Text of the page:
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Using the formula ax^{2}+bx+c, multiply the value of coefficient a, from your equation, with the value of c. Next, try to think of two factors of the number you just calculated, which also add together to make the value of coefficient b. Rewrite your equation with the x term split into two parts, where the new coefficients are the two factors you identified. Now you should think of your quadratic in two parts. Factorise the first two terms of the equation, followed by the second, then put them back together with the correct sign between them. You should notice that the two brackets in the new equation you have formed are identical, for example x(2x-1)+5(2x-1). We can now take out the bracket term as a factor (this will be the first bracket of your factorised quadratic) and the remaining terms will form the second factorised bracket, eg. for the example used before it would be (2x-1)(x+5). You have now successfully factorised your quadratic :)*In some cases, the quadratic you are given cannot be factorised, so we must use the quadratic formula if you are required to find its solutions*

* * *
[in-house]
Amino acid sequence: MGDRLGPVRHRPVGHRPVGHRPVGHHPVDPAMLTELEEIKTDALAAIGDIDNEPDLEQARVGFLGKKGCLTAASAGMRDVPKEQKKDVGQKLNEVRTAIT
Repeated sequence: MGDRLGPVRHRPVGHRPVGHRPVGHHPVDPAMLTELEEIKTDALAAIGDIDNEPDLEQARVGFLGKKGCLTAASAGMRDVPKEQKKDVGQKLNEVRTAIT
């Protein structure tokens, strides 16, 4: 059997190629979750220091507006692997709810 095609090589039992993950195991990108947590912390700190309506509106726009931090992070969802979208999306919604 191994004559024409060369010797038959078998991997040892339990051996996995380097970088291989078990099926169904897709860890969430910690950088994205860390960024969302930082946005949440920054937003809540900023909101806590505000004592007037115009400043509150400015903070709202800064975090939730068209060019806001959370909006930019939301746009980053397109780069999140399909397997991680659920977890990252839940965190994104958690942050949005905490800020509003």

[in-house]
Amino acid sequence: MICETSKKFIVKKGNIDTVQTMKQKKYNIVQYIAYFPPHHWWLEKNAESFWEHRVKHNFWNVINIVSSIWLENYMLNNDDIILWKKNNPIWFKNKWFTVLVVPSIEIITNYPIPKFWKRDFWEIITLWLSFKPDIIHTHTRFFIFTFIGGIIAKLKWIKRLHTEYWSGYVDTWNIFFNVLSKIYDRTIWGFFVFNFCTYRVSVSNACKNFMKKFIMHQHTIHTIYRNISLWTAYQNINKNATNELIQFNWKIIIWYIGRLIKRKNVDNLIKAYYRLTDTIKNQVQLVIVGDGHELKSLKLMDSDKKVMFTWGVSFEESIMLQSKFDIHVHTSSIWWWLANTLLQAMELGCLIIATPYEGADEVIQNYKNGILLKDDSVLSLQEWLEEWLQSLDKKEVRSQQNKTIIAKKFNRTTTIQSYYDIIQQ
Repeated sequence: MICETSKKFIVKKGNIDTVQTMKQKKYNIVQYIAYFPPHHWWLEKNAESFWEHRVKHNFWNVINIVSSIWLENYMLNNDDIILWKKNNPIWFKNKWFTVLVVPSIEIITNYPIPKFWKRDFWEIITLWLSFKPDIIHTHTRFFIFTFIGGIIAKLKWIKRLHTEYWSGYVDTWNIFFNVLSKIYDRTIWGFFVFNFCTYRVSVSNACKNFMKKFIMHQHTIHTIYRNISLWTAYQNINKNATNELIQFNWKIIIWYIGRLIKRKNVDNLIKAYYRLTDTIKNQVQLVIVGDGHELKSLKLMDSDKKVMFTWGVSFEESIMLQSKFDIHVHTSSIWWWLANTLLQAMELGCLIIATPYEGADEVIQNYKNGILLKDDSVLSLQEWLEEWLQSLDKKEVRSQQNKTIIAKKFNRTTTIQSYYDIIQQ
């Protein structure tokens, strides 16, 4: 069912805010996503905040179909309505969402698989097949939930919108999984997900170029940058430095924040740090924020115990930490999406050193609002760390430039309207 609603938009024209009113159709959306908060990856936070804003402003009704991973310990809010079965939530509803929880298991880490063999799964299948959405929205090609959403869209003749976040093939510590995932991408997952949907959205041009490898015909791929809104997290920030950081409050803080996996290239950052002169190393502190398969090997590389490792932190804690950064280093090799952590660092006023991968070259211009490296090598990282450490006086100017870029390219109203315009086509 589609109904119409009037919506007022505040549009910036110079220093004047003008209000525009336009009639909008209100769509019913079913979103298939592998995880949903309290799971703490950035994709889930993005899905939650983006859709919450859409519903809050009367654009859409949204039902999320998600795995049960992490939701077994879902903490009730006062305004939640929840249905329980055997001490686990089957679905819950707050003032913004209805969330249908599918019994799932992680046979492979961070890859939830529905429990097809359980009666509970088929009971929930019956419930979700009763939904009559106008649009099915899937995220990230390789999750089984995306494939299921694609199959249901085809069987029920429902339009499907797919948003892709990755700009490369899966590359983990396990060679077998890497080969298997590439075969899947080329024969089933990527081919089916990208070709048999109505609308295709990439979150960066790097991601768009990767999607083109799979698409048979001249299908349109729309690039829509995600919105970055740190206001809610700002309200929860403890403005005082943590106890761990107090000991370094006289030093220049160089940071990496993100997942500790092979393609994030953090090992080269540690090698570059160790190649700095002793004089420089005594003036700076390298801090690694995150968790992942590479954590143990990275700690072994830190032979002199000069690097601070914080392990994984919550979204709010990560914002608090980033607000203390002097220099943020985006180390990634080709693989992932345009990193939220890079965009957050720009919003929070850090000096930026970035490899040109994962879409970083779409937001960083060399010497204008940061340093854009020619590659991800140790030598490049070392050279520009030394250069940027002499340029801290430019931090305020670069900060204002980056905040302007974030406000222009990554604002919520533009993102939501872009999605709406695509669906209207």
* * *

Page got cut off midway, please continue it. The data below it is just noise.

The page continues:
Solve the simultaneous equations: 12x - 4y = 12 (1) and 3x + 2y = 12 (2)

Answered by Rees J.

The equation of line A is (x)^2 + 11x + 12 = y - 4, while the equation of line B is x - 6 = y + 2. Find the co-ordinate(s) of the point at which lines A and B intersect.

Answered by Ann A.

Find the Maximum Point of this curve - -X^2 -7X -20

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Factorise fully 3ab+9b(squared)-18b

Answered by Olivia L.